The first was right out of high school when my friend told me she was pregnant and was keeping it. I thought she was crazy and would ruin her life. She then married the father, they struggled to make ends meet, but now they are living happily with their teenage son (and have a second 3 year old now).

The second is when I heard my daughters heartbeat on the ultrasound and suddenly being a parent became real and I was overloaded with immediate unconditional love for a very much human baby in my wife’s body.

Both of those experiences lean me closer to pro life than pro choice, but my ego is not so great that I am compelled to force my morals on others.

To me it’s very simple. If there is at all a slight chance that the baby can survive out of the womb and live a normal life it deserves the right to do so and to take that right is tantamount to murder. My best friend in elementary school was born way premature (like second trimester, was at one point the smallest baby ever delivered in the state or something crazy) she was legally blind as a result, but alive, happy and well. Whenever I hear people talk about third or even second trimester abortions I think of her and it makes me sick. This isn’t some hypothetical for me. I’ve seen and been best friends with someone who now could literally be on the chopping block.

While I disagree with Alabama and Georgia’s new law, I find New York’s a lot more appalling. You can’t say it’s not a life if you have to kill it.
 

chaos789

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1. Yes you do. Admit it. It's fine to be insulting if warranted, but don't be a duplicitous coward about it.

2. Evidently it's not yours either since I just explained the perspective and you replied then carried on with the same pigheaded assumptions in another post:
This is not the first time Ogaboshi2 has misconstrued my comments.

That response you highlighted was not to you, but to Rran.
 

matt404au

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This is not the first time Ogaboshi2 has misconstrued my comments.

That response you highlighted was not to you, but to Rran.
Right, but it doesn’t matter who that response was to. My point was that you made an assertion based on a misunderstanding of the conservative argument, had it explained to you, then carried on with the original assertion as though the explanation didn’t happen.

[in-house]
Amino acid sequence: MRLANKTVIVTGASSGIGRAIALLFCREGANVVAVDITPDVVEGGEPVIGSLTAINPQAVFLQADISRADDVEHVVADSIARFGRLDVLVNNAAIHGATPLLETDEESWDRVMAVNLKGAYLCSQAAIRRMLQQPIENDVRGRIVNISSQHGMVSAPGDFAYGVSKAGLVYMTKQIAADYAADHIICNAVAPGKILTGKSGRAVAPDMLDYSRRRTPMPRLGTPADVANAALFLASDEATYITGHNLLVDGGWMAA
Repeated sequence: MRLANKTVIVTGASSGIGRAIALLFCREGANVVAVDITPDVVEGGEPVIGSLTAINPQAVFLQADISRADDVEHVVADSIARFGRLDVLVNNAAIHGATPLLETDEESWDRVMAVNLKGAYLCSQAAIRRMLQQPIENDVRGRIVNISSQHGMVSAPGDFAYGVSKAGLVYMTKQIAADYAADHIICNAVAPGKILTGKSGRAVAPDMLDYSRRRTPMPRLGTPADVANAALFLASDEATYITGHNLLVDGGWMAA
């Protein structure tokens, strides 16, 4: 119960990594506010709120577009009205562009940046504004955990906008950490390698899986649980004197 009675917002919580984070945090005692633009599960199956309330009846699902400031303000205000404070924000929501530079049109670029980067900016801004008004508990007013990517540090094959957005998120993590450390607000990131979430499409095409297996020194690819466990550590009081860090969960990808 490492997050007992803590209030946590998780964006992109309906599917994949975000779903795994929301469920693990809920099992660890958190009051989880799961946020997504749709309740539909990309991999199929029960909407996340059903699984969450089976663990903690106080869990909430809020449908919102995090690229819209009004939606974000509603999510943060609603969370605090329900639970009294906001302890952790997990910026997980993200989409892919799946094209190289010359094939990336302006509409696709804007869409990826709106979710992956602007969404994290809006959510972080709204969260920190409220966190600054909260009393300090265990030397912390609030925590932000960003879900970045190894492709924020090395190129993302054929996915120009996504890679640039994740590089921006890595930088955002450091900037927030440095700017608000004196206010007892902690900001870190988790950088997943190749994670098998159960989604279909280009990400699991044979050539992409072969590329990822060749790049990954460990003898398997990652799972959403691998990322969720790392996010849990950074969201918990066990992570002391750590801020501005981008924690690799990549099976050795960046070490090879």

chaos789

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Right, but it doesn’t matter who that response was to. My point was that you made an assertion based on a misunderstanding of the conservative argument, had it explained to you, then carried on with the original assertion as though the explanation didn’t happen.
You are referring to when you brought up conservative ideal of “personal responsibility”.

Well, as I said everything is not so black and white and hardship does occur to even the most hard working of us. So despite their idealogy on that, which also aligns with their tilt towards social Darwinism. I just happen to disagree, due to all the varying complexities that occur in life and believe that people need assistance sometimes and I have no problem with my tax dollars going towards that assistance. But you are also talking to someone who willingly volunteers to help people.
 

ssolitare

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Having an abortion is personal responsibility.

Personal responsibility is more than "something happened, now go through with it".

Personal responsibility plus the context of protecting an innocent life, is already at a happy medium.

Abortion should be reduced the right way by perfecting birth control methods for men and women. We are in the age of science, we are heading towards automation, we can have technology work for us, to give us better options.
 
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matt404au

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You are referring to when you brought up conservative ideal of “personal responsibility”.

Well, as I said everything is not so black and white and hardship does occur to even the most hard working of us. So despite their idealogy on that, which also aligns with their tilt towards social Darwinism. I just happen to disagree, due to all the varying complexities that occur in life and believe that people need assistance sometimes and I have no problem with my tax dollars going towards that assistance. But you are also talking to someone who willingly volunteers to help people.
But don't you think those cases of hardship need to exist as a warning against what can happen if you don't take personal responsibility? How do you incentivise personal responsibility in your proposed system?
 

matt404au

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Having an abortion is personal responsibility.

Personal responsibility is more than "something happened, now go through with it".

Personal responsibility plus the context of protecting an innocent life, is already at a happy medium.